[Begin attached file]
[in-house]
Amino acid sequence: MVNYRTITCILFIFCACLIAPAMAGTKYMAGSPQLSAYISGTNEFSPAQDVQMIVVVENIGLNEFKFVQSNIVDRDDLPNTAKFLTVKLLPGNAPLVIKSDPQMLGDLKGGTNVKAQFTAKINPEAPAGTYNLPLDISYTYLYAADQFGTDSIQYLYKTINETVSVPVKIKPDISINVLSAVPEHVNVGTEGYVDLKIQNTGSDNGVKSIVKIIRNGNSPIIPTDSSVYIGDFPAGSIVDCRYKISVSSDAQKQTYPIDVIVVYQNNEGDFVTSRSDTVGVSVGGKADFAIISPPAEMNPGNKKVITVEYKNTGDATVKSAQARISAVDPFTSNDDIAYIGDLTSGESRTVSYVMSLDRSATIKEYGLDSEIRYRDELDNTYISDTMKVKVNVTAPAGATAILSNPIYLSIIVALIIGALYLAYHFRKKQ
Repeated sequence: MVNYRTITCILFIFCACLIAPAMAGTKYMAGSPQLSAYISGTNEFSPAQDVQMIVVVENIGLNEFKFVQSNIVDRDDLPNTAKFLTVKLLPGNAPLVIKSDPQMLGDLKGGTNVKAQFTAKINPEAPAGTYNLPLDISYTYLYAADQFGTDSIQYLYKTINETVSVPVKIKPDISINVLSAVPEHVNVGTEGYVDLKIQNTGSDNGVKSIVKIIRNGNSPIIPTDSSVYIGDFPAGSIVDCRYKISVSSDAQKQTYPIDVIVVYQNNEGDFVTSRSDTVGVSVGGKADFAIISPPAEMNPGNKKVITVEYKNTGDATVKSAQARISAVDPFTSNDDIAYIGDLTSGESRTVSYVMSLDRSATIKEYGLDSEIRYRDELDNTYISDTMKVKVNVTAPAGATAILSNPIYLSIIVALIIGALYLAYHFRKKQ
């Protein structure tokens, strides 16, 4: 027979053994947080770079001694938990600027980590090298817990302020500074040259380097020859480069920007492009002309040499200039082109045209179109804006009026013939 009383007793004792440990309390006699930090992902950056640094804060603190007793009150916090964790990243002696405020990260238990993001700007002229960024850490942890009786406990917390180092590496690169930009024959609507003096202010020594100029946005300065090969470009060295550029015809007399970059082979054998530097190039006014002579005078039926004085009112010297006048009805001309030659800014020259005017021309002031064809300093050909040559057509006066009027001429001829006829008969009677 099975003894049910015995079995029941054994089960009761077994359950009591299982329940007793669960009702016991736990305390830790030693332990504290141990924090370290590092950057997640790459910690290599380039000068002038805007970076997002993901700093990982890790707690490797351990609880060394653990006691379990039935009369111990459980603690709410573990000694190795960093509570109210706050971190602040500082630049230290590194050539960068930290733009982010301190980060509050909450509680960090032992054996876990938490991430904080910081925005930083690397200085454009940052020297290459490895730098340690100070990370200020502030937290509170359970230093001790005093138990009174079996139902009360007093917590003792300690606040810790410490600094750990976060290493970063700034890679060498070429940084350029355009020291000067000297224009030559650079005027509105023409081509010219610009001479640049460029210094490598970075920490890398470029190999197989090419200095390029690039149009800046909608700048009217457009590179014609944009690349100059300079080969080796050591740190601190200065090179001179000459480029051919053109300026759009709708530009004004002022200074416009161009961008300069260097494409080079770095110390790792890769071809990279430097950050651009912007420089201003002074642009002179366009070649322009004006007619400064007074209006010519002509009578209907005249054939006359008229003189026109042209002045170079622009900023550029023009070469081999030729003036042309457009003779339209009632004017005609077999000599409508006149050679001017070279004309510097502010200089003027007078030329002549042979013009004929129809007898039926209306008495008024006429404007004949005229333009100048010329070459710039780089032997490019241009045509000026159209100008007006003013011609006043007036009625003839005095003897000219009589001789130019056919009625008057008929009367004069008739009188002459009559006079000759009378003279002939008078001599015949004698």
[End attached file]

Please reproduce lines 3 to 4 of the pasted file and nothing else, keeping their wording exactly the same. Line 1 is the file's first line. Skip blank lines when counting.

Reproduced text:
Repeated sequence: MVNYRTITCILFIFCACLIAPAMAGTKYMAGSPQLSAYISGTNEFSPAQDVQMIVVVENIGLNEFKFVQSNIVDRDDLPNTAKFLTVKLLPGNAPLVIKSDPQMLGDLKGGTNVKAQFTAKINPEAPAGTYNLPLDISYTYLYAADQFGTDSIQYLYKTINETVSVPVKIKPDISINVLSAVPEHVNVGTEGYVDLKIQNTGSDNGVKSIVKIIRNGNSPIIPTDSSVYIGDFPAGSIVDCRYKISVSSDAQKQTYPIDVIVVYQNNEGDFVTSRSDTVGVSVGGKADFAIISPPAEMNPGNKKVITVEYKNTGDATVKSAQARISAVDPFTSNDDIAYIGDLTSGESRTVSYVMSLDRSATIKEYGLDSEIRYRDELDNTYISDTMKVKVNVTAPAGATAILSNPIYLSIIVALIIGALYLAYHFRKKQ
């Protein structure tokens, strides 16, 4: 027979053994947080770079001694938990600027980590090298817990302020500074040259380097020859480069920007492009002309040499200039082109045209179109804006009026013939 009383007793004792440990309390006699930090992902950056640094804060603190007793009150916090964790990243002696405020990260238990993001700007002229960024850490942890009786406990917390180092590496690169930009024959609507003096202010020594100029946005300065090969470009060295550029015809007399970059082979054998530097190039006014002579005078039926004085009112010297006048009805001309030659800014020259005017021309002031064809300093050909040559057509006066009027001429001829006829008969009677 099975003894049910015995079995029941054994089960009761077994359950009591299982329940007793669960009702016991736990305390830790030693332990504290141990924090370290590092950057997640790459910690290599380039000068002038805007970076997002993901700093990982890790707690490797351990609880060394653990006691379990039935009369111990459980603690709410573990000694190795960093509570109210706050971190602040500082630049230290590194050539960068930290733009982010301190980060509050909450509680960090032992054996876990938490991430904080910081925005930083690397200085454009940052020297290459490895730098340690100070990370200020502030937290509170359970230093001790005093138990009174079996139902009360007093917590003792300690606040810790410490600094750990976060290493970063700034890679060498070429940084350029355009020291000067000297224009030559650079005027509105023409081509010219610009001479640049460029210094490598970075920490890398470029190999197989090419200095390029690039149009800046909608700048009217457009590179014609944009690349100059300079080969080796050591740190601190200065090179001179000459480029051919053109300026759009709708530009004004002022200074416009161009961008300069260097494409080079770095110390790792890769071809990279430097950050651009912007420089201003002074642009002179366009070649322009004006007619400064007074209006010519002509009578209907005249054939006359008229003189026109042209002045170079622009900023550029023009070469081999030729003036042309457009003779339209009632004017005609077999000599409508006149050679001017070279004309510097502010200089003027007078030329002549042979013009004929129809007898039926209306008495008024006429404007004949005229333009100048010329070459710039780089032997490019241009045509000026159209100008007006003013011609006043007036009625003839005095003897000219009589001789130019056919009625008057008929009367004069008739009188002459009559006079000759009378003279002939008078001599015949004698």